Jerry Jones indicated that changes were coming earlier this week, and for the Cowboys sake those changes should start with their head coach.
Since Jason Garrett took over for Wade Phillips as the Cowboys’ head coach midway through the 2010 season, Dallas has gone just 21-19 and failed to reach the postseason in any of his three seasons in charge. Now, after middling through another season of .500 football, the time is now for the Cowboys to take their football team in a new direction.
The blackest of Mondays came and went, but none of the record seven coaching changes happened to take place in Big D. Jones, who is about as quick to pull the trigger in tough situations as Clint Eastwood in Dirty Harry, stayed quiet and seemed prepared to keep the Cowboys intact after another 8-8 finish. Jones even put his full support behind Garrett just a few shorts weeks ago, but the Cowboys were still in the playoff hunt then.
Now, with another disappointing season in the books, Jones’ support of his head coach seems to have waned and change could be afoot.
“I can assure you guys — I can assure our fans — it’s going to be very uncomfortable for the next few weeks and months at Valley Ranch,” Jones said, indicating changes were coming, during an appearance on CBS Radio in Dallas on Wednesday. “There are a lot of teams that haven’t been at .500, but nobody hasn’t been at .500 and spent as much cash as I’m spending.”
Jones has sunk plenty of money into the Cowboys over the past few seasons and indicated on Wednesday he plans to dish out some more for quarterback Tony Romo this summer, which could be another precursor to Garrett’s demise.
Romo and Garrett have spent six seasons working together in Dallas, so there’s clearly a relationship between the two, but it appears to be quickly deteriorating. Jones’ faith in Romo, and the consequent lack of consistent results from the quarterback, seems to have him thinking that the player isn’t the problem but rather the system (i.e.: Garrett) might be flawed — and he may be right.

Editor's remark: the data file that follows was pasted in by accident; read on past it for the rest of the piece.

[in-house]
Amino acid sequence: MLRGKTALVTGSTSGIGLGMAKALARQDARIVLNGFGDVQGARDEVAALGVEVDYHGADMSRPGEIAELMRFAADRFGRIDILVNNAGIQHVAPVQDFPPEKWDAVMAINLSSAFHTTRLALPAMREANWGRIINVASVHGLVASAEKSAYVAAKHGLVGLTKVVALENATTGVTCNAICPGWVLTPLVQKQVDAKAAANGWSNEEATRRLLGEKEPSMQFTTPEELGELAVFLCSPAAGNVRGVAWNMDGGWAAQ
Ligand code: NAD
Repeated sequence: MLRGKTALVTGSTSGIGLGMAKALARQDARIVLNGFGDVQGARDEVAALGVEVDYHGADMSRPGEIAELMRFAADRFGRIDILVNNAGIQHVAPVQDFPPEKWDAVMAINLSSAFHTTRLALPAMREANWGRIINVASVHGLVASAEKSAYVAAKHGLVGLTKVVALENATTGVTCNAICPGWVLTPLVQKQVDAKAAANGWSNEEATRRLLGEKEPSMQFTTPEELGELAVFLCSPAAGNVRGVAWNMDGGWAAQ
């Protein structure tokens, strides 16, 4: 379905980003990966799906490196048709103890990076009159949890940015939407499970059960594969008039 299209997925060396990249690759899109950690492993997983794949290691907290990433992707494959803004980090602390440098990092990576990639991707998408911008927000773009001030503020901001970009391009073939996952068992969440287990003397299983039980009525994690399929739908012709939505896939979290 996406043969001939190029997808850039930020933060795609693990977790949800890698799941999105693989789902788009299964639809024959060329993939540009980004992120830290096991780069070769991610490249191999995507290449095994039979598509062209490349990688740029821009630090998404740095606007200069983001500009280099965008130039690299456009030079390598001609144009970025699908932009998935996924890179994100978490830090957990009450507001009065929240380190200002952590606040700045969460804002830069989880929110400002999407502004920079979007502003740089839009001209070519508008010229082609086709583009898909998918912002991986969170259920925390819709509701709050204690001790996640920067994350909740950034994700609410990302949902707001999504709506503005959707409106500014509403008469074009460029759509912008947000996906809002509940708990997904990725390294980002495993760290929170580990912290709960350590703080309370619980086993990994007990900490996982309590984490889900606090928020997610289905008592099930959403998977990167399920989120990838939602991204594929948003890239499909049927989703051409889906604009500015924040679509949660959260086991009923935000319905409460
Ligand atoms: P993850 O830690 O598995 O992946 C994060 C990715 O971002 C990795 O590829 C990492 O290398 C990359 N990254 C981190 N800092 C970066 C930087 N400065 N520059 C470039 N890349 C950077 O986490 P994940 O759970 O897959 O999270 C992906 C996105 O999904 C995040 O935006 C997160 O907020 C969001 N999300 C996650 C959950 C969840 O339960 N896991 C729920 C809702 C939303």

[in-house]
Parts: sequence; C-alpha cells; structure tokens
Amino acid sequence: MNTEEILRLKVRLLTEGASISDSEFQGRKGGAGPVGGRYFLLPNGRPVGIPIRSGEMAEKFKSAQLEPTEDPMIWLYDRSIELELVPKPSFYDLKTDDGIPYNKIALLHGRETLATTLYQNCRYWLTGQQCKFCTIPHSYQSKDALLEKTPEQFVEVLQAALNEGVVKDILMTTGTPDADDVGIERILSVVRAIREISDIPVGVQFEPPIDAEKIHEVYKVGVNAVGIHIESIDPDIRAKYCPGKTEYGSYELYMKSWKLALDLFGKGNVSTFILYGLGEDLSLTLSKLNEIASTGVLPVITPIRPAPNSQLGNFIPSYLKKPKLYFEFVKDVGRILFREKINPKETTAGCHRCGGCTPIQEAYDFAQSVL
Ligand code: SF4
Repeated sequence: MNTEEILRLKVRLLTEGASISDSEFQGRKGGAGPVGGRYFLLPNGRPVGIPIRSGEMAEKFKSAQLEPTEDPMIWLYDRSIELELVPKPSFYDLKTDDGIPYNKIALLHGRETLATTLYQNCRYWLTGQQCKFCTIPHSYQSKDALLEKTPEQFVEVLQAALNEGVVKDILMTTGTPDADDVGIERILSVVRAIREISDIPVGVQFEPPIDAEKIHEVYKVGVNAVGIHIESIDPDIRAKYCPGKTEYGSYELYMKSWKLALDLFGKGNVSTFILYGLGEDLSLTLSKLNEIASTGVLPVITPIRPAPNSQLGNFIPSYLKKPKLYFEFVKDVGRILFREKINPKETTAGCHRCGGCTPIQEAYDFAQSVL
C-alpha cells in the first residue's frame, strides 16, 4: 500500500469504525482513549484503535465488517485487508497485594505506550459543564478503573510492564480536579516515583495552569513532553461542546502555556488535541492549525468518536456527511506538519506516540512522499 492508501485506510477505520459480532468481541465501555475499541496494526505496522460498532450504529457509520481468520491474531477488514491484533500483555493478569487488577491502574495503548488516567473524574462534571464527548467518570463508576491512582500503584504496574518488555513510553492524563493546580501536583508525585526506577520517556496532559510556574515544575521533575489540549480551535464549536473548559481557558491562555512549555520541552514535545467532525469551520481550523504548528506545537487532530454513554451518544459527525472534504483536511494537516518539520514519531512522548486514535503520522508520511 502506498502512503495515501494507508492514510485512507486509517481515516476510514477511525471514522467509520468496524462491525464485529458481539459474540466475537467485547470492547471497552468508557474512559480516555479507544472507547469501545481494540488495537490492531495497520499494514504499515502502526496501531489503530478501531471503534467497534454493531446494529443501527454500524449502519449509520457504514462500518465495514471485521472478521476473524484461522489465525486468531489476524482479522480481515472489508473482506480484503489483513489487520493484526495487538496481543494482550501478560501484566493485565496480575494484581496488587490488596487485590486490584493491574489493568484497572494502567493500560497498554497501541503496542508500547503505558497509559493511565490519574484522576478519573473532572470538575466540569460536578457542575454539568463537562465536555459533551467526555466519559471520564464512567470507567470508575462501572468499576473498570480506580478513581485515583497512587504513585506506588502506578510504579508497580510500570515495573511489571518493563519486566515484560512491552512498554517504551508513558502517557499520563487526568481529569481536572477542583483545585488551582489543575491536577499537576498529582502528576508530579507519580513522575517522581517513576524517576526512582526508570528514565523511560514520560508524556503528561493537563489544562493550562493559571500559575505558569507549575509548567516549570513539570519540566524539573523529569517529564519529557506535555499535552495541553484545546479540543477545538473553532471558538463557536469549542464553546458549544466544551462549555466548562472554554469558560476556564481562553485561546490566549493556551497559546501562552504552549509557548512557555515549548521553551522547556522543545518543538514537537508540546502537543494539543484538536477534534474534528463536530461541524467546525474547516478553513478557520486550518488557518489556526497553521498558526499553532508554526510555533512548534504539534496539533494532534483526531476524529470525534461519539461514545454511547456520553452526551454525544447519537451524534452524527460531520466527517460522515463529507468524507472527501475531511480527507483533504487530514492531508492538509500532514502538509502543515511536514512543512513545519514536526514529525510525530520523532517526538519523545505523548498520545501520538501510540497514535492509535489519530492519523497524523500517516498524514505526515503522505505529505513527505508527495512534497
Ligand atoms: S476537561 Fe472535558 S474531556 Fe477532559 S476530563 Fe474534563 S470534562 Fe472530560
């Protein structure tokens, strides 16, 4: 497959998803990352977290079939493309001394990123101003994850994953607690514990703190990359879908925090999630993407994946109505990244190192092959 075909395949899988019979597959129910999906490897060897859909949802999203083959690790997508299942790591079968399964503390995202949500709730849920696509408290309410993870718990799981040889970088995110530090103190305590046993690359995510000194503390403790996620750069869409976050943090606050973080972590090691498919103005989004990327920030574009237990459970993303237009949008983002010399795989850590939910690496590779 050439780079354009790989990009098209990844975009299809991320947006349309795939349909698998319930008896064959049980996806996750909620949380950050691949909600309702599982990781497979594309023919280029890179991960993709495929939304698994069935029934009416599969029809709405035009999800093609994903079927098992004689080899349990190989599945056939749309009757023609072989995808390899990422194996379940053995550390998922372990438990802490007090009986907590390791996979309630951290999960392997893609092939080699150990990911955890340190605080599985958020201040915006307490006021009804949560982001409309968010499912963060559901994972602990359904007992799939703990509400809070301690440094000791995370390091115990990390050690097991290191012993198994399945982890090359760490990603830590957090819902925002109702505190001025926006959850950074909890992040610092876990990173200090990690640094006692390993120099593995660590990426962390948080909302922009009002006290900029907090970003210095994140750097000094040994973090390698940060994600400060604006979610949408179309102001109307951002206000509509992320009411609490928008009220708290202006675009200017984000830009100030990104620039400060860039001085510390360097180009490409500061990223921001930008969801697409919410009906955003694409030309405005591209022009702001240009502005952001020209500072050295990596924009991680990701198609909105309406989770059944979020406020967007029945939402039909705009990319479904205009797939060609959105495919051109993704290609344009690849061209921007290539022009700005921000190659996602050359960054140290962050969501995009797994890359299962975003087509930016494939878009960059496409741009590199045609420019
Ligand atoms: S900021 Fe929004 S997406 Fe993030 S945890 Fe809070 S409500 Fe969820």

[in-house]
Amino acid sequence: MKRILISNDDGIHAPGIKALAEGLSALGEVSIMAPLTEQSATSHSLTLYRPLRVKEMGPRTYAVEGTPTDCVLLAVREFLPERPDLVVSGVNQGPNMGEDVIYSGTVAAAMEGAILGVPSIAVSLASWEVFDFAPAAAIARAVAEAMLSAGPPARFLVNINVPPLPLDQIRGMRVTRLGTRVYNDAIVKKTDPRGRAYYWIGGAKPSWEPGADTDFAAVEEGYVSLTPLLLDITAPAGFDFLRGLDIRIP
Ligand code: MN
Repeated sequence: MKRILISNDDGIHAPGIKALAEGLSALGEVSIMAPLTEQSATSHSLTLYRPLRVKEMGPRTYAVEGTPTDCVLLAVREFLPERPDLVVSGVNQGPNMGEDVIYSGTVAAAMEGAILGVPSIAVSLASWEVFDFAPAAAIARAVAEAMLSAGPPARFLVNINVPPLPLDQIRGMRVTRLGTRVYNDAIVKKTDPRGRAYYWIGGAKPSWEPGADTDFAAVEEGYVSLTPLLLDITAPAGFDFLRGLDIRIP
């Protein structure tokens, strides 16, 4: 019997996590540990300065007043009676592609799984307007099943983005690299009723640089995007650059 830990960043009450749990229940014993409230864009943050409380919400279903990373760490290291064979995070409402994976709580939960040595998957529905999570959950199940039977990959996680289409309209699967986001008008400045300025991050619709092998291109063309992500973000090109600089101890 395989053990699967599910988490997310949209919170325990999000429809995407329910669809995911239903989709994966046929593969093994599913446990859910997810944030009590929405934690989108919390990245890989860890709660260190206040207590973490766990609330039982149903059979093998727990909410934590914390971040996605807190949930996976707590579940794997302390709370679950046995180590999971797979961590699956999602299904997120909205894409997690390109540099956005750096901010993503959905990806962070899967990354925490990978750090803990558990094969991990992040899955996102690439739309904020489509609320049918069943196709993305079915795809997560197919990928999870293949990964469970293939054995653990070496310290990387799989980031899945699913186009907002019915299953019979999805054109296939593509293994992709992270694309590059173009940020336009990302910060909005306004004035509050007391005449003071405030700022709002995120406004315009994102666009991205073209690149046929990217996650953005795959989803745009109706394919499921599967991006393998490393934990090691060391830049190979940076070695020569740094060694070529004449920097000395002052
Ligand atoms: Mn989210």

Garrett’s middling results, even with the immense talent on the Cowboys’ roster over the past two and a half seasons, has been disappointing on its own, but Romo’s regression behind center are even more concerning. Romo threw three fewer touchdowns (28) and nine more interceptions (19) this season than in 2011. In fact, Romo’s 19 interceptions matches his career high from 2007, only the Cowboys finished that season 13-3 and with the NFC’s No. 1 seed.
The absence of playoff appearances combined with Romo’s struggles should be enough for Jones to give Garrett the old Cowboy boot. A fresh face and winning attitude can be found out on the open market this offseason, whether it be in the form of Jon Gruden, Mike Holmgren, Andy Reid or even Chip Kelly.
There are plenty of directions for Jones to take, but not a lot of patience from the Cowboys’ starved fan base. The Cowboys needs a new head coach now, otherwise they might be no better off than the Eagles or the Cardinals by this time next year.
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